Regular readers will know that we love our dividends at Simply Wall St, which is why it’s exciting to see Methode Electronics, Inc. (NYSE:MEI) is about to trade ex-dividend in the next four days. Typically, the ex-dividend date is one business day before the record date which is the date on which a company determines the shareholders eligible to receive a dividend. The ex-dividend date is important because any transaction on a stock needs to have been settled before the record date in order to be eligible for a dividend. This means that investors who purchase Methode Electronics’ shares on or after the 14th of October will not receive the dividend, which will be paid on the 29th of October.
The company’s upcoming dividend is US$0.14 a share, following on from the last 12 months, when the company distributed a total of US$0.56 per share to shareholders. Last year’s total dividend payments show that Methode Electronics has a trailing yield of 1.3% on the current share price of $43.05. We love seeing companies pay a dividend, but it’s also important to be sure that laying the golden eggs isn’t going to kill our golden goose! We need to see whether the dividend is covered by earnings and if it’s growing.
If a company pays out more in dividends than it earned, then the dividend might become unsustainable – hardly an ideal situation. Methode Electronics is paying out just 14% of its profit after tax, which is comfortably low and leaves plenty of breathing room in the case of adverse events. Yet cash flows are even more important than profits for assessing a dividend, so we need to see if the company generated enough cash to pay its distribution. Luckily it paid out just 12% of its free cash flow last year.
It’s encouraging to see that the dividend is covered by both profit and cash flow. This generally suggests the dividend is sustainable, as long as earnings don’t drop precipitously.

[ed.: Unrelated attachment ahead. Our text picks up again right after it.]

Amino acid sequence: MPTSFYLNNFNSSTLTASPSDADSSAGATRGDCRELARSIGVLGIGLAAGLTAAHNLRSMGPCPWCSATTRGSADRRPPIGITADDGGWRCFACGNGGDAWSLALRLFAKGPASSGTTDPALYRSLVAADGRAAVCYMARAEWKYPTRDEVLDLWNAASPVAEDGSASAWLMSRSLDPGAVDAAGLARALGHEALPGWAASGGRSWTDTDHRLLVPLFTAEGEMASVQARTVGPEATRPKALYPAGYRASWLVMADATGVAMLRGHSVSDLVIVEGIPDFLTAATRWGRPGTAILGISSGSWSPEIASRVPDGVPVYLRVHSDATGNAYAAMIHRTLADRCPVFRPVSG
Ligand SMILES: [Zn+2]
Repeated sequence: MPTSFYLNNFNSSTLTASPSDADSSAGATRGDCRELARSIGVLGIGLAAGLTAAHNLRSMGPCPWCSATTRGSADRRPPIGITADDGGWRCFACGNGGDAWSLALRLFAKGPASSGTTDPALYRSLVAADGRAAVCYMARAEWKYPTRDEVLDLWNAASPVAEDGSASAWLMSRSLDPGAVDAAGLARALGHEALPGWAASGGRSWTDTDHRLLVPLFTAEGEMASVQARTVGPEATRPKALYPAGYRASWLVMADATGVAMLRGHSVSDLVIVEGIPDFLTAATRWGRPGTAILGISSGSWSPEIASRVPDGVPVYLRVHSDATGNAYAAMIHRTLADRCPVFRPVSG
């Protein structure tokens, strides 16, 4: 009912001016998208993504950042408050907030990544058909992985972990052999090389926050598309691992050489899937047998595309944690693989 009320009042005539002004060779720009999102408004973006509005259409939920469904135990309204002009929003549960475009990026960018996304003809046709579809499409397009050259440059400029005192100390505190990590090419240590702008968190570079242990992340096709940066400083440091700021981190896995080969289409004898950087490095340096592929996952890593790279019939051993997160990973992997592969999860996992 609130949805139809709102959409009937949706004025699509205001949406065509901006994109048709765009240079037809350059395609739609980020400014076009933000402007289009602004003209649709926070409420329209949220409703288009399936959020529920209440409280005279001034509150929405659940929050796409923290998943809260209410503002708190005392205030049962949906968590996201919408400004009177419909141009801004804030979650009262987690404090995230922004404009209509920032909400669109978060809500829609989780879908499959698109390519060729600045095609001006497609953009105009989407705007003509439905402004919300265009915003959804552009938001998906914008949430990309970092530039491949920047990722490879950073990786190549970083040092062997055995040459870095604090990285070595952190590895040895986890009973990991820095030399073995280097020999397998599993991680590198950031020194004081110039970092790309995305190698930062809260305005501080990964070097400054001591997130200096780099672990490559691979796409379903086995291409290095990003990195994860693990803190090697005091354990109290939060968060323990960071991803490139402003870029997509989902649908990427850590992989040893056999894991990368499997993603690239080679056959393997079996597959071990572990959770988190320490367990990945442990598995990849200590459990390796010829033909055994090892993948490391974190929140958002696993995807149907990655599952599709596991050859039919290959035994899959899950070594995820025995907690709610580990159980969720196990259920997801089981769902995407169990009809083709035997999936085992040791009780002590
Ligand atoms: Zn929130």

NYSE:MEI Historic Dividend October 9th 2021
Have Earnings And Dividends Been Growing?
Businesses with strong growth prospects usually make the best dividend payers, because it’s easier to grow dividends when earnings per share are improving. If business enters a downturn and the dividend is cut, the company could see its value fall precipitously. This is why it’s a relief to see Methode Electronics earnings per share are up 9.2% per annum over the last five years. Earnings per share have been increasing steadily and management is reinvesting almost all of the profits back into the business. If profits are reinvested effectively, this could be a bullish combination for future earnings and dividends.
The main way most investors will assess a company’s dividend prospects is by checking the historical rate of dividend growth. In the past 10 years, Methode Electronics has increased its dividend at approximately 7.2% a year on average. It’s encouraging to see the company lifting dividends while earnings are growing, suggesting at least some corporate interest in rewarding shareholders.
Is Methode Electronics an attractive dividend stock, or better left on the shelf? Earnings per share have been growing moderately, and Methode Electronics is paying out less than half its earnings and cash flow as dividends, which is an attractive combination as it suggests the company is investing in growth. It might be nice to see earnings growing faster, but Methode Electronics is being conservative with its dividend payouts and could still perform reasonably over the long run. Methode Electronics looks solid on this analysis overall, and we’d definitely consider investigating it more closely.
While it’s tempting to invest in Methode Electronics for the dividends alone, you should always be mindful of the risks involved. For example, we’ve found 1 warning sign for Methode Electronics that we recommend you consider before investing in the business.
If you’re in the market for dividend stocks, we recommend checking our list of top dividend stocks with a greater than 2% yield and an upcoming dividend.
This article by Simply Wall St is general in nature. We provide commentary based on historical data and analyst forecasts only using an unbiased methodology and our articles are not intended to be financial advice. It does not constitute a recommendation to buy or sell any stock, and does not take account of your objectives, or your financial situation. We aim to bring you long-term focused analysis driven by fundamental data. Note that our analysis may not factor in the latest price-sensitive company announcements or qualitative material. Simply Wall St has no position in any stocks mentioned.
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